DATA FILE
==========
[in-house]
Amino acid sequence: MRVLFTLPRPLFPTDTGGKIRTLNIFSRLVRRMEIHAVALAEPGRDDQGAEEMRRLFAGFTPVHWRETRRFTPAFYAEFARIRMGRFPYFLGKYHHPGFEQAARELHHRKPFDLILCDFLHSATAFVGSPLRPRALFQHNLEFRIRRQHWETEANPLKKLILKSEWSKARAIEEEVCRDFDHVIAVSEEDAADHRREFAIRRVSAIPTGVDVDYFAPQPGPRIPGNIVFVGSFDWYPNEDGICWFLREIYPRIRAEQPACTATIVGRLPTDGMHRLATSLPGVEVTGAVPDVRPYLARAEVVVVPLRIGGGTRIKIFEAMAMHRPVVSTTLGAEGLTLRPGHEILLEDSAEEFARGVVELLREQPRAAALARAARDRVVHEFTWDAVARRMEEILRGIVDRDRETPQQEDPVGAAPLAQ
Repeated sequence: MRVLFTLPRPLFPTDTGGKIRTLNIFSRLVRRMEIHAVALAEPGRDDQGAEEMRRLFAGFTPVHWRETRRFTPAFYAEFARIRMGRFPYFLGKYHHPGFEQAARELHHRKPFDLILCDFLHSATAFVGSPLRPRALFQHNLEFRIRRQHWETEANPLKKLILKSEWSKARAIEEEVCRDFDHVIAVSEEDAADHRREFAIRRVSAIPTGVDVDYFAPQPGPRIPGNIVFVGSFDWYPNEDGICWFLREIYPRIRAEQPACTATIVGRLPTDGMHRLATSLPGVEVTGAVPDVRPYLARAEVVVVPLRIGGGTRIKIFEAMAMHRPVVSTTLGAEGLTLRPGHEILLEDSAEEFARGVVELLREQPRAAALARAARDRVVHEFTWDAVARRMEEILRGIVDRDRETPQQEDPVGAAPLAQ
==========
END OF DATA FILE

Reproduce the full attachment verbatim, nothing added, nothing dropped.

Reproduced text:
[in-house]
Amino acid sequence: MRVLFTLPRPLFPTDTGGKIRTLNIFSRLVRRMEIHAVALAEPGRDDQGAEEMRRLFAGFTPVHWRETRRFTPAFYAEFARIRMGRFPYFLGKYHHPGFEQAARELHHRKPFDLILCDFLHSATAFVGSPLRPRALFQHNLEFRIRRQHWETEANPLKKLILKSEWSKARAIEEEVCRDFDHVIAVSEEDAADHRREFAIRRVSAIPTGVDVDYFAPQPGPRIPGNIVFVGSFDWYPNEDGICWFLREIYPRIRAEQPACTATIVGRLPTDGMHRLATSLPGVEVTGAVPDVRPYLARAEVVVVPLRIGGGTRIKIFEAMAMHRPVVSTTLGAEGLTLRPGHEILLEDSAEEFARGVVELLREQPRAAALARAARDRVVHEFTWDAVARRMEEILRGIVDRDRETPQQEDPVGAAPLAQ
Repeated sequence: MRVLFTLPRPLFPTDTGGKIRTLNIFSRLVRRMEIHAVALAEPGRDDQGAEEMRRLFAGFTPVHWRETRRFTPAFYAEFARIRMGRFPYFLGKYHHPGFEQAARELHHRKPFDLILCDFLHSATAFVGSPLRPRALFQHNLEFRIRRQHWETEANPLKKLILKSEWSKARAIEEEVCRDFDHVIAVSEEDAADHRREFAIRRVSAIPTGVDVDYFAPQPGPRIPGNIVFVGSFDWYPNEDGICWFLREIYPRIRAEQPACTATIVGRLPTDGMHRLATSLPGVEVTGAVPDVRPYLARAEVVVVPLRIGGGTRIKIFEAMAMHRPVVSTTLGAEGLTLRPGHEILLEDSAEEFARGVVELLREQPRAAALARAARDRVVHEFTWDAVARRMEEILRGIVDRDRETPQQEDPVGAAPLAQ